Nov 23, 2006
Coaching: Some questions
With innovation being the order of the day, there is a need to update and learn new skills. Now there are other emerging options that gives an option for desktop learning, making it seems a lot easier. But then, will theory alone suffice this need for more?
As professionals you undoubtedly feel the need to continuously update your skills and learn new skills. The most usual method is to enroll in a training course which is either offered by your company internally or to go to a training vendor and get the certification. New emerging options for you are learning at the desktop with the help of either virtual classrooms or multimedia e-learning packages.
But the most effective way of learning has always been, and continues to be, learning by doing. Right from the time of ancient India and the gurukul tradition to the pre-industrial age in Europe, when skills were passed by apprenticeship, it was the most preferred way to pass knowledge and competencies. This was because using this methodology not just explicits knowledge [which contributes the "knowing what" of a skill] but also the tacit knowledge (which constitutes the "knowing how") gets passed from the senior to the junior.
How does this eclectic means of improving competence have anything to do with developing your competence?
Before we go further I'll just touch on the meaning of the word "competencies". Contrary to the oft-meant expression, competencies are not just skills, but are a basket in which, knowledge, skills, attitudes and values of a person reside. Hence the term developing competencies usually implies some degree of change in all these variables.
But usually, a formal training program only develops the knowledge part, hoping that skills would develop and almost never touching attitudes and values. This drawback can be offset if one has a personal coach who takes an interest in the personal and professional development of oneself.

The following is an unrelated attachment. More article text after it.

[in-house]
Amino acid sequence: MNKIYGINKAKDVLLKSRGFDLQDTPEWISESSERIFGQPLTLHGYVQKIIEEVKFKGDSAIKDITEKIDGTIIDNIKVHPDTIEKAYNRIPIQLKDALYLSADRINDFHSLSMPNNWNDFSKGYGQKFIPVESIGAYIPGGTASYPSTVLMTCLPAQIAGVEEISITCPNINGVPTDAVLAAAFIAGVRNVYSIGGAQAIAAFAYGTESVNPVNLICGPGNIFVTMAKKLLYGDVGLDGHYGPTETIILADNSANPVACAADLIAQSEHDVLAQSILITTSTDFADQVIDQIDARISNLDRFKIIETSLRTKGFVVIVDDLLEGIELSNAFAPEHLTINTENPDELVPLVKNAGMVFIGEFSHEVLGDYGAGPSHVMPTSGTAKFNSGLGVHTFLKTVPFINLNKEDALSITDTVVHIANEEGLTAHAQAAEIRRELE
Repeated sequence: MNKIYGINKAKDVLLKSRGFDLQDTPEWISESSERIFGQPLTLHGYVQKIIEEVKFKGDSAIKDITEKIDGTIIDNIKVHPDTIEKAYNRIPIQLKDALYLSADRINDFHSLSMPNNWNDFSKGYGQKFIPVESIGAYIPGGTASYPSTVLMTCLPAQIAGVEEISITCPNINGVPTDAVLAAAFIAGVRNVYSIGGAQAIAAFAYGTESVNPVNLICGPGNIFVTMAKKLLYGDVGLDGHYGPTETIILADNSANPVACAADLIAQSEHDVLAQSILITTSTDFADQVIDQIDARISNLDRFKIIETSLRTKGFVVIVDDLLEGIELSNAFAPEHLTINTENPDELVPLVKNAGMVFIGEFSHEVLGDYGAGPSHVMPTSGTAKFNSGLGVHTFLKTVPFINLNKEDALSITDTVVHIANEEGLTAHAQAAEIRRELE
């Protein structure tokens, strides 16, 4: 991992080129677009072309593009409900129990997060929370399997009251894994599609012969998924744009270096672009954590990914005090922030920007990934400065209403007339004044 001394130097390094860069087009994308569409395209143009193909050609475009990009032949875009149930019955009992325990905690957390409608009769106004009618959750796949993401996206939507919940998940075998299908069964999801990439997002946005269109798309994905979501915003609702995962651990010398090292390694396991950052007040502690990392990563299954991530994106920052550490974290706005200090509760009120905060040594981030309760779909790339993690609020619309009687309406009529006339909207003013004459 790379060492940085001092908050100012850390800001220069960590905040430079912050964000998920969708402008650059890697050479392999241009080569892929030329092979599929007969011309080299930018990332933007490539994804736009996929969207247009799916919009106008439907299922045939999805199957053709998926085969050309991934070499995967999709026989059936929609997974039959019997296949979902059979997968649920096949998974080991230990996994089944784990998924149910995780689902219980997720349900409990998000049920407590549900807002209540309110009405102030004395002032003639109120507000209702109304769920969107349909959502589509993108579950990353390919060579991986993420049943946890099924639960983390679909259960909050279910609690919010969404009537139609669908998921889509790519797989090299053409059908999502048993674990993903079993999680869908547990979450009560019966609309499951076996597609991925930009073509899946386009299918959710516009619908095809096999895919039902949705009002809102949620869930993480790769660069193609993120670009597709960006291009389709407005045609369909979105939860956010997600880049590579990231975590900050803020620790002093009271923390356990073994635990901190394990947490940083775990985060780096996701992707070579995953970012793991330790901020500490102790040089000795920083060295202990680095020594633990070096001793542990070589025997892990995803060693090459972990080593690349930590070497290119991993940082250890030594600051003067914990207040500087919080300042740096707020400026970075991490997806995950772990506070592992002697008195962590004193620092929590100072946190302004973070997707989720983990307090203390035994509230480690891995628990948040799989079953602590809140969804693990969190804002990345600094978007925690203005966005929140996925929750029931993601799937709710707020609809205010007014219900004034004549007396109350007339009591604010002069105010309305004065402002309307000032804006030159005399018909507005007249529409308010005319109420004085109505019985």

Who are coaches and what does coaching mean?
Coaching is a process by which an individual (the coach) helps another to remove internal barriers towards an achievement and helps to learn, perform and achieve.
Who makes a good coach?
A coach can be a person known to you, who is more skilled and genuinely takes interest in your growth and development. He/she could be a member of your organization but that is not necessary. He/ She should have a orientation towards learning and development. It would help if they have done training or tutored and coached others. He/she should also have a keen understanding of your ambitions and strengths.
How to go about building the coaching relationship?
If you admire a person who has grown professionally in your chosen field and feel that you would be grateful for his/her advice and coaching, approach him/her with your desire to accept them as a coach. They should feel challenged in helping you grow as a professional. Be warned that coaching needs commitment and desire from both parties to succeed and also needs time to mature. So explicitly state your expectations from them and ask their expectations from you.
How does the Coach help you develop?
The coach instructs you to do an activity, and then while you do it observes you, gives feedback and then works along with you to help you do it better the next time.
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